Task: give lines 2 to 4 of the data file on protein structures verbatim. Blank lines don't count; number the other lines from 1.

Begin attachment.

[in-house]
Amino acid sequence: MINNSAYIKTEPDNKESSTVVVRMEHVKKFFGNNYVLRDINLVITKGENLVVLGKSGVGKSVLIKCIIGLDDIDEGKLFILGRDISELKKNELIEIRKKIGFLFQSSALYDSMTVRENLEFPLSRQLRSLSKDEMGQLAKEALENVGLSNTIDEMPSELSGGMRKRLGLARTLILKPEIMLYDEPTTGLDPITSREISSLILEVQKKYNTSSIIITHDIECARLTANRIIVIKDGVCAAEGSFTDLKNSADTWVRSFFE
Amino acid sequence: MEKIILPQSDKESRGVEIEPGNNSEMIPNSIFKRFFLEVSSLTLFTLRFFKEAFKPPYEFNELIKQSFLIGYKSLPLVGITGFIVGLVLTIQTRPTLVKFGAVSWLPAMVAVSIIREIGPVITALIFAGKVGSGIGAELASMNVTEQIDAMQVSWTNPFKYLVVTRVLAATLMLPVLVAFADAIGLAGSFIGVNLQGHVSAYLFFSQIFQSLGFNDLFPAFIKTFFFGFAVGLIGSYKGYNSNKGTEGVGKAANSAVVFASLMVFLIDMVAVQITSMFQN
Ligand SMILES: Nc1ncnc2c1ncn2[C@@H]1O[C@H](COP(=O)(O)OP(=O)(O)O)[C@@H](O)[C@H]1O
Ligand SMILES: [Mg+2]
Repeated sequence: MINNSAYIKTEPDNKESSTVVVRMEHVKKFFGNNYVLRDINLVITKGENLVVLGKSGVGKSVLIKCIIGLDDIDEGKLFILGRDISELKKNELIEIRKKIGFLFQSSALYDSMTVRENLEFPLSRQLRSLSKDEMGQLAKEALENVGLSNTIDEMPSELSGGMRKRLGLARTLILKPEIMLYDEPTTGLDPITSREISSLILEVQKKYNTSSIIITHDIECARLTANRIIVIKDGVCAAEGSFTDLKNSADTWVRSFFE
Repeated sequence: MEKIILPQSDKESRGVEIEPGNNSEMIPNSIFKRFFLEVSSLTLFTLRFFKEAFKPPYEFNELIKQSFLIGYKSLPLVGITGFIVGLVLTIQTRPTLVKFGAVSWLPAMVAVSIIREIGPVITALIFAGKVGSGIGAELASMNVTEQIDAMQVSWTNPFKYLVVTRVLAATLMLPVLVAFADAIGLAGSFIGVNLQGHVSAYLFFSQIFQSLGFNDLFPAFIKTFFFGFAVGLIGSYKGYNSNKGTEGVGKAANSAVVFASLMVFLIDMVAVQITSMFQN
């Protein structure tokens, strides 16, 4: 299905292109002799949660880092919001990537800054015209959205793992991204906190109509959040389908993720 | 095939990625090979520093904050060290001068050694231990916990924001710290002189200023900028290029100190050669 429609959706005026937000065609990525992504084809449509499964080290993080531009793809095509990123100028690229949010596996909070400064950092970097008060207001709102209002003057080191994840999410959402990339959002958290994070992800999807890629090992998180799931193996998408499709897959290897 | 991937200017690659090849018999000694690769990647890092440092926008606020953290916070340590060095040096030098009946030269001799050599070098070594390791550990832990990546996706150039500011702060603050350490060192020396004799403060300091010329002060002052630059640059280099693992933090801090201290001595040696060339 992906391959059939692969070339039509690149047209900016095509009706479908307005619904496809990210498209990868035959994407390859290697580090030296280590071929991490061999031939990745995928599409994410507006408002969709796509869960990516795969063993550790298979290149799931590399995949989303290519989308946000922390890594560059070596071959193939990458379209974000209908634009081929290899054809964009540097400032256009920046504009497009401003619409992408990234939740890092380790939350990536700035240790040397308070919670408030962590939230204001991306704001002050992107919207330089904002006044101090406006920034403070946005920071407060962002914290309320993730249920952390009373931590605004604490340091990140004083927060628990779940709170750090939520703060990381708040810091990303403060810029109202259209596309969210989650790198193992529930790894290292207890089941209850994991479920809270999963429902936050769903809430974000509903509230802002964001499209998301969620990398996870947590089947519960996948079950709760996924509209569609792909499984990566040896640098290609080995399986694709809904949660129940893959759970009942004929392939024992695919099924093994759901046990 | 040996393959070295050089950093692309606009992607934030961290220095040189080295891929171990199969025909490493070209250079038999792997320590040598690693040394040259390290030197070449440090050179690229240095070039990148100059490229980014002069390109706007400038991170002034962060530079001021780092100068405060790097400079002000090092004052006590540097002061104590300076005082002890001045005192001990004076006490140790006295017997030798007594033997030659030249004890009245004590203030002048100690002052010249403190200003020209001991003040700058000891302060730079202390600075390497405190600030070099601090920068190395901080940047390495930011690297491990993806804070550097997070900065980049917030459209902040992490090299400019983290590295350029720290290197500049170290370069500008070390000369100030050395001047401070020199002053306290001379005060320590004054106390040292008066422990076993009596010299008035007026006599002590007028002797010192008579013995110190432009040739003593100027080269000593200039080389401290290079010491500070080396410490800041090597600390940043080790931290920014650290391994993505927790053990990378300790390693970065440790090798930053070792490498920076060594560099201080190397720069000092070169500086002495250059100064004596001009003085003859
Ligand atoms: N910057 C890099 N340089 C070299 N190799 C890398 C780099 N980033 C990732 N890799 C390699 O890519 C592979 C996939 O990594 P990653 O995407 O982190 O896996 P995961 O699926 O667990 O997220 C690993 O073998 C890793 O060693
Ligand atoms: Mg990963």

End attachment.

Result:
Amino acid sequence: MINNSAYIKTEPDNKESSTVVVRMEHVKKFFGNNYVLRDINLVITKGENLVVLGKSGVGKSVLIKCIIGLDDIDEGKLFILGRDISELKKNELIEIRKKIGFLFQSSALYDSMTVRENLEFPLSRQLRSLSKDEMGQLAKEALENVGLSNTIDEMPSELSGGMRKRLGLARTLILKPEIMLYDEPTTGLDPITSREISSLILEVQKKYNTSSIIITHDIECARLTANRIIVIKDGVCAAEGSFTDLKNSADTWVRSFFE
Amino acid sequence: MEKIILPQSDKESRGVEIEPGNNSEMIPNSIFKRFFLEVSSLTLFTLRFFKEAFKPPYEFNELIKQSFLIGYKSLPLVGITGFIVGLVLTIQTRPTLVKFGAVSWLPAMVAVSIIREIGPVITALIFAGKVGSGIGAELASMNVTEQIDAMQVSWTNPFKYLVVTRVLAATLMLPVLVAFADAIGLAGSFIGVNLQGHVSAYLFFSQIFQSLGFNDLFPAFIKTFFFGFAVGLIGSYKGYNSNKGTEGVGKAANSAVVFASLMVFLIDMVAVQITSMFQN
Ligand SMILES: Nc1ncnc2c1ncn2[C@@H]1O[C@H](COP(=O)(O)OP(=O)(O)O)[C@@H](O)[C@H]1O